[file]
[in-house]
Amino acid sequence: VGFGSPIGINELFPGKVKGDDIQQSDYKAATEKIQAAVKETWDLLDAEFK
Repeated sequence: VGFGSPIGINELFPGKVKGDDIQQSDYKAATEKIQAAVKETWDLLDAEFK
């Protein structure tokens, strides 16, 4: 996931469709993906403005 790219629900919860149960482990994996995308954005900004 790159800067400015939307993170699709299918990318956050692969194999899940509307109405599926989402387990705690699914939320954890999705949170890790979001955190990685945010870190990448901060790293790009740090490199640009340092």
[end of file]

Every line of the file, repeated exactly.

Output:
[in-house]
Amino acid sequence: VGFGSPIGINELFPGKVKGDDIQQSDYKAATEKIQAAVKETWDLLDAEFK
Repeated sequence: VGFGSPIGINELFPGKVKGDDIQQSDYKAATEKIQAAVKETWDLLDAEFK
């Protein structure tokens, strides 16, 4: 996931469709993906403005 790219629900919860149960482990994996995308954005900004 790159800067400015939307993170699709299918990318956050692969194999899940509307109405599926989402387990705690699914939320954890999705949170890790979001955190990685945010870190990448901060790293790009740090490199640009340092």